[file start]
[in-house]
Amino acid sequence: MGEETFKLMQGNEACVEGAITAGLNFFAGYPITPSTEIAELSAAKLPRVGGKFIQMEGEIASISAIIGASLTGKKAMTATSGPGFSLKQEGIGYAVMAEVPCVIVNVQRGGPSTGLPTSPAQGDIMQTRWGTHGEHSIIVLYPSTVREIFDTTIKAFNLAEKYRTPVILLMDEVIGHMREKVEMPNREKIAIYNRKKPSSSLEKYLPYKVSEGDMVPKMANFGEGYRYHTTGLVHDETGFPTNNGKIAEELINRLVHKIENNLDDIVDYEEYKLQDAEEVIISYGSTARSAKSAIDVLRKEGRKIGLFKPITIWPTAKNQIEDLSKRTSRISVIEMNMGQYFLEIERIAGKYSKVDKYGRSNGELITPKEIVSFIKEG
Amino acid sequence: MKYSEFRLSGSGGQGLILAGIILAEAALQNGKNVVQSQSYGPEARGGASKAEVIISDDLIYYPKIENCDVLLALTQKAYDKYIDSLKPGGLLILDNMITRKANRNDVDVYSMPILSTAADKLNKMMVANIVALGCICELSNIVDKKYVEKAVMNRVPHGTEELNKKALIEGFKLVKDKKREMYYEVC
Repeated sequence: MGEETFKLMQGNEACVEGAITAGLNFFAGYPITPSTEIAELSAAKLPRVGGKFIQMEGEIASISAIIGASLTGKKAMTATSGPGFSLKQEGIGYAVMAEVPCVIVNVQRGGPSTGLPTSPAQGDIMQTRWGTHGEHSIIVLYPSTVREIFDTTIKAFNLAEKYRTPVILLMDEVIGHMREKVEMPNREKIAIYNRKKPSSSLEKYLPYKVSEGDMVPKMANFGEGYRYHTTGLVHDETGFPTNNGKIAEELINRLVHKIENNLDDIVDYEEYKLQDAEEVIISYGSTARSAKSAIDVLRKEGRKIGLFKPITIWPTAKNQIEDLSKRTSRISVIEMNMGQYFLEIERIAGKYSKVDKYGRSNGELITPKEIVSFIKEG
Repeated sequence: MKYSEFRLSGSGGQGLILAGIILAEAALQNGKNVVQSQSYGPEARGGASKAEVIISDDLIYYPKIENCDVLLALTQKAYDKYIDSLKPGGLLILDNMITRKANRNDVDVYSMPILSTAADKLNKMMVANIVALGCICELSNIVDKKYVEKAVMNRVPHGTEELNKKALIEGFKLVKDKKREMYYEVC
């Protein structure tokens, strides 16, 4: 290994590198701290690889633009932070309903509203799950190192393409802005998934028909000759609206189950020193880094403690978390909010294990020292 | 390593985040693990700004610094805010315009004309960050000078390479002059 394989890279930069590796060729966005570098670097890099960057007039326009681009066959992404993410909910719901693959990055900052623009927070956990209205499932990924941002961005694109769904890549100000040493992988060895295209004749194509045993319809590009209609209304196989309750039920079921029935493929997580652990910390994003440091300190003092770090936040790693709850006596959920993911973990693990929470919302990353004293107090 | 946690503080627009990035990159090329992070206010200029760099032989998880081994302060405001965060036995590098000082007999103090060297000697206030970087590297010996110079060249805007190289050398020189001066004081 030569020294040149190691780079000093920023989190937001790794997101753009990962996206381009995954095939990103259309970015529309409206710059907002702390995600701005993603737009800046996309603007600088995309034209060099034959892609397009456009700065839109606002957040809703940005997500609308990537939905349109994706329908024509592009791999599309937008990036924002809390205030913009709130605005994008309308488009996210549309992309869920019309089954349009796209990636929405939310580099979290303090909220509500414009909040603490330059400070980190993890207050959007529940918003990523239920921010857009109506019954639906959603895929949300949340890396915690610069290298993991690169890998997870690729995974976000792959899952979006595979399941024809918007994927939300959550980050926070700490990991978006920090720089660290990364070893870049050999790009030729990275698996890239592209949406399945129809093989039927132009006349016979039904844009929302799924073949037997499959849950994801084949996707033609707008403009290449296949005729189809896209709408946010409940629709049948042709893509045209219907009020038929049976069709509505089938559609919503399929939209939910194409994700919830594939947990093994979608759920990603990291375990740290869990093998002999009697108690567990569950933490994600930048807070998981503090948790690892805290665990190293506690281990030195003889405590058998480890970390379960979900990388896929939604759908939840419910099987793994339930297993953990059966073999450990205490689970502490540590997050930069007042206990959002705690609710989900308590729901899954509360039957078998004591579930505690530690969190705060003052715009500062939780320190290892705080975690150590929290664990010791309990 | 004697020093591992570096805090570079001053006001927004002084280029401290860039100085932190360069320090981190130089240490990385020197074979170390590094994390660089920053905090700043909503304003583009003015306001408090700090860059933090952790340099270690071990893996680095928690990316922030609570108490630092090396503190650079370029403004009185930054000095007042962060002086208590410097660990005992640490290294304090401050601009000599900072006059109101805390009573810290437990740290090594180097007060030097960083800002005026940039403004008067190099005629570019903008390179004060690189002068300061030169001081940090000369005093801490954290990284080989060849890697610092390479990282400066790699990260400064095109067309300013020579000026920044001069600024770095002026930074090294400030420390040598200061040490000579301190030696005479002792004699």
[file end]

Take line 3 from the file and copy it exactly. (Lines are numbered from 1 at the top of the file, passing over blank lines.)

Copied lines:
Amino acid sequence: MKYSEFRLSGSGGQGLILAGIILAEAALQNGKNVVQSQSYGPEARGGASKAEVIISDDLIYYPKIENCDVLLALTQKAYDKYIDSLKPGGLLILDNMITRKANRNDVDVYSMPILSTAADKLNKMMVANIVALGCICELSNIVDKKYVEKAVMNRVPHGTEELNKKALIEGFKLVKDKKREMYYEVC